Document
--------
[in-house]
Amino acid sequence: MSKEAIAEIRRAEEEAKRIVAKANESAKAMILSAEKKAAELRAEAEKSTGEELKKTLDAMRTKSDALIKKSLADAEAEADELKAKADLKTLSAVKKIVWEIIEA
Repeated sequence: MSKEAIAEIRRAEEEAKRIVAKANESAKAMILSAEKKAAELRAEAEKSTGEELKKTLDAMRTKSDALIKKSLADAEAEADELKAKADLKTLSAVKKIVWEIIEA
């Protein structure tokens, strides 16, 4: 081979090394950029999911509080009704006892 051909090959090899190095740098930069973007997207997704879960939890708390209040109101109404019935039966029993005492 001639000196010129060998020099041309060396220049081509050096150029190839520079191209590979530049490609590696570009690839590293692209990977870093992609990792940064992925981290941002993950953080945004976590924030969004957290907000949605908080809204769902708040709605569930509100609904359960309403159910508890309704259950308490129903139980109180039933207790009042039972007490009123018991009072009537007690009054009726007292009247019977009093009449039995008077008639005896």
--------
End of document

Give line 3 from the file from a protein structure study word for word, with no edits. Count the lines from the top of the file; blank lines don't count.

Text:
Repeated sequence: MSKEAIAEIRRAEEEAKRIVAKANESAKAMILSAEKKAAELRAEAEKSTGEELKKTLDAMRTKSDALIKKSLADAEAEADELKAKADLKTLSAVKKIVWEIIEA